On Christmas day 2014, Elena and I landed in Manila. We were planning on travelling across the Philippines for 10 days, covering the capital, the rice terraces in north Luzon, and the water wonders of Palawan. Since our plane had arrived at 4am and we were planning on taking a 9pm bus to Banaue, we were left with ample time to tramp around the city. I have to admit I was positively surprised, as I hadn’t heard the best things about Manila, and I found a neat, interesting town with friendly people. Yes, there is poverty, but somehow it feels more organic, integrated than in other places. And the mix of Asian, Spanish/Latin and Northamerican heritage creates a unique character.
We took a taxi to Malate and found a hotel that would keep our backpacks. Then walked on Mabini street to reach Rizal park, which was very lively for an early December 25th: seeing locals working out, watching the water fountain show and walking around numerous monuments… suddenly we felt really awake. From there we headed to Intramuros, the walled, historic district. The walls are in a pretty good shape and the moat has been transformed into a golf course! After a quick breakfast, we wondered around, stopping at the San Agustin church, the Manila cathedral, the Santiago fort and a few other historic buildings. Lots of people were attending mass and hanging out on the streets, jeepneys (kitsch public vans) and tricycles were speeding around.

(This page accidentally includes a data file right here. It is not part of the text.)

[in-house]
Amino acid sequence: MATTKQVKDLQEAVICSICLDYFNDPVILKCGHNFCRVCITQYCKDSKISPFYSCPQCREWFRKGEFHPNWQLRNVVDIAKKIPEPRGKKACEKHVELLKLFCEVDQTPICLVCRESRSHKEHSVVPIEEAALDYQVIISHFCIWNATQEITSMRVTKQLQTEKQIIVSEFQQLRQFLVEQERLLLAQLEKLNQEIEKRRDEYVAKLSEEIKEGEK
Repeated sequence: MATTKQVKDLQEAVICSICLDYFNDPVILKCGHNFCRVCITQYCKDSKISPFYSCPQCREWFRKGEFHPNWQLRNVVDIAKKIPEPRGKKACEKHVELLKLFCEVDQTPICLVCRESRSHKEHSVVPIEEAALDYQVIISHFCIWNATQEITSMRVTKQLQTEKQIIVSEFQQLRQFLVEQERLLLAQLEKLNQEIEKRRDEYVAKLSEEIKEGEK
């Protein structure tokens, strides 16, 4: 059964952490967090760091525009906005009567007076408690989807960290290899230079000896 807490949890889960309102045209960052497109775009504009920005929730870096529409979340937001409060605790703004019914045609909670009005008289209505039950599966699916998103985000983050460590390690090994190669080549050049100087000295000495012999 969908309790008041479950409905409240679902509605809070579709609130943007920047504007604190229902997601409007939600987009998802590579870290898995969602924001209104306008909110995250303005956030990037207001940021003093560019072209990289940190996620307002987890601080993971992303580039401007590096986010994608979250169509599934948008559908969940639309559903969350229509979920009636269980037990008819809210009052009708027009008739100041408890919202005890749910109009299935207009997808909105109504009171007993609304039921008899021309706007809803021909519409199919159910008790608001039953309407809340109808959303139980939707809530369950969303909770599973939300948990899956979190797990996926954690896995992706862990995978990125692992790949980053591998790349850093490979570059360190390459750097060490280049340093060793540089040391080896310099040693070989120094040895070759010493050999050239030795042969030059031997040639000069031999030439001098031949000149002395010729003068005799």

We continued walking north, crossed the Pasig river towards Chinatown and Quiapo. We found ourselves in the middle of a human tide, the most chaotic street market I’ve seen, leading to Quiapo church, were people crowded together for mass. After a long break in a random hotel lobby, we took a jeepney to the Chinese cemetery, where we walked around in silence, not understanding why people would waste money in disproportionate mausoleums. It was already afternoon and we needed to stop by the bus terminal in Sampaloc to get out bus tickets for that night. Took a tricycle there and a jeepney back to Intramuros, from where we slowly walked back south, encountering more people enjoying the holidays. Even got a first look at balut, a duck embryo egg commonly eaten in the Philippines – no, we didn’t dare to try it.
Our phones claimed that we had walked 15 miles, and I wouldn’t disagree with them. We were exhausted, and finding a massage place became our priority… what, an hour for 300 PHP ($7)? Sign us up! It was one of the best massages of my life, and much needed to stretch after the long flight and day. A quick dinner and we were rushing to the Ohayami terminal, to catch an overnight bus to Banaue. The seats didn’t recline and the AC was way beyond comfortable, but with the blankets and pillow that we had ‘borrowed’ from the plane, we slept fairly well.